May 7, 2018
Five submarine ‘super canyons’ have been identified off eastern Australia in a study that matched canyon environments with the needs of marine life.
Submarine canyons are steep-sided valleys cut into the sea floor that trap nutrients and attract a diversity of marine life. They funnel nutrient rich waters up onto the continental slope and shelf, fuelling feeding grounds for fishes, whales and other cetaceans. Communities of sponges and corals grasp their hard walls, and the tiniest of creatures collect in their sediments.
Australia has more than 750 submarine canyons. Most of these are in the south, and many are in Australian marine parks, or form key ecological features (areas of exceptional ecological value). All these canyons have now been rated for their habitat potential, in a Marine Biodiversity Hub study led by Geoscience Australia. This is the first time that the physical variability of Australian submarine canyons has been related to likely habitats and marine communities. To visit all the canyons would have taken forever, so how were the super canyons picked out from their counterparts?
Linking canyon features and marine life
Rather than going to sea, the research team scoured previous studies for links between canyon features and marine life (see the table). Using this knowledge they developed and applied an analytical framework for estimating the potential of individual canyons to support pelagic (open ocean) and benthic (seabed) species, including bottom-dwelling fishes.
Four aspects of canyon habitats – shape, size, topography and substrate type – were of particular interest and could be gleaned from seabed mapping. Assessments of organic matter, inorganic nutrients, oxygen and chlorophyll-a (a sign of phytoplankton), and oceanographic factors such as currents, were used to rate levels of productivity. Based on the available information, 22 environmental features were analysed as signs of habitat potential.
Of the 753 Australian submarine canyons, 135 offer good habitat potential for at least one of the three marine species categories: 13 are good for pelagic species, 36 are good for epibenthic species, and 124 are good for infauna species. Most of these good potential canyons are located off the east coast, and some are in the south, including the Albany canyons off Western Australia. But only the super canyons have good habitat potential for all three communities.
Super canyons in the east
The five super canyons were located off the Great Barrier Reef and the New South Wales coast and had particularly high habitat potential for both pelagic (open ocean) and seabed animals. Next in the ranking were canyons east of Tasmania, in the Murray group off South Australia and the Albany group off southern coast of Western Australia.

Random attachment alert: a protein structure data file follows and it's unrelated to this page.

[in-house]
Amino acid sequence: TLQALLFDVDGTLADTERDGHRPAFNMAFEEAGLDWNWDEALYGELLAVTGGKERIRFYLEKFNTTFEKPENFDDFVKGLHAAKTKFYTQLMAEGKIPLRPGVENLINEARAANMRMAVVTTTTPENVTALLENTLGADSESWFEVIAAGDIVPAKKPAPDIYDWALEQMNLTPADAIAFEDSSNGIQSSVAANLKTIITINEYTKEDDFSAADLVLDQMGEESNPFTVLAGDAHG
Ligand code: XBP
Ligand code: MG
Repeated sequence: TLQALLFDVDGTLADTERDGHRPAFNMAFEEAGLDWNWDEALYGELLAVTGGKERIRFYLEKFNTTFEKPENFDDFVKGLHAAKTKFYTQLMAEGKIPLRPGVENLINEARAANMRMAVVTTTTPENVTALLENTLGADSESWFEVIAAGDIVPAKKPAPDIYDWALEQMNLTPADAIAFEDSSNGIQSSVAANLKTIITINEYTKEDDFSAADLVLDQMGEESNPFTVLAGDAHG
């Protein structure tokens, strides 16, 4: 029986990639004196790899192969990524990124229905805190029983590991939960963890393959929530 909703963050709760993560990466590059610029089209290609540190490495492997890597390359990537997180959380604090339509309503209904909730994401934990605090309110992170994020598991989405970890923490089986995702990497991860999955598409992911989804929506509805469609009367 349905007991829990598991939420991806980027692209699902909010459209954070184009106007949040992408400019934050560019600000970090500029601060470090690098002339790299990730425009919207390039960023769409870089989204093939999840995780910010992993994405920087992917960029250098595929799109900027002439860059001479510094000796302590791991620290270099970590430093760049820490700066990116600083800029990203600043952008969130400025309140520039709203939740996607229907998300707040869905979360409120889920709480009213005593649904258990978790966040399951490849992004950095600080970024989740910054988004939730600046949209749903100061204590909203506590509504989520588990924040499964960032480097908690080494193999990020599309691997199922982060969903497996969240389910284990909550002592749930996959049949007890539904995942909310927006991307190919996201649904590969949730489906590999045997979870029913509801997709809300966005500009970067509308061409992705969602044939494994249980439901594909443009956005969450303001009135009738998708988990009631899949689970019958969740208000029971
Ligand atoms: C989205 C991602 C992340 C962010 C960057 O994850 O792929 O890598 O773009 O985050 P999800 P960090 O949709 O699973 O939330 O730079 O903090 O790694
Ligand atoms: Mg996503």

Most of the super canyons have complex bottom topography, and are situated in narrow parts of the continental margin nearer to terrestrial nutrient sources and with bottom currents that deliver food particles and generate intermediate 'disturbance'. They also are brushed by the East Australia Current which, aided by frequent, wind-driven upwelling events, lifts nutrients from deeper waters towards the surface.
The results showed that in general, canyons that bite into the continental shelf tended to score higher in habitat potential than those confined to the slope. And overall, canyons provide a better neighbourhood for animals that live in the seafloor sediments than for those that live above them.
Canyons, marine parks and management
Canyons with good habitat potential that also intersect an Australian Marine Park are found mostly in the east. In the south-east and temperate east regions, 29 canyons lie partly within nine Australian Marine Parks, including Tasman Fracture, Freycinet, Flinders, Murray, Jervis, Hunter, East Gippsland, Lord Howe and Central Eastern.
The Great Barrier Reef marine park also offers protection to a high proportion of canyons with good habitat potential, with 30 canyons intersecting the park. In contrast, only two canyons from the south-west region and one from the north-west are classed as having good habitat potential.
The framework for assessing canyon habitat – once refined and validated with ecological data – can support conservation and management decisions, especially for high value canyons, such as the prioritisation of monitoring, which might focus in the east, and to a lesser degree the south.
Apart from the habitat potential of these canyons, however, little is known about them. Multi-disciplinary surveys and studies are needed to collect baseline environmental and biological information, and understand more about these important ecosystems.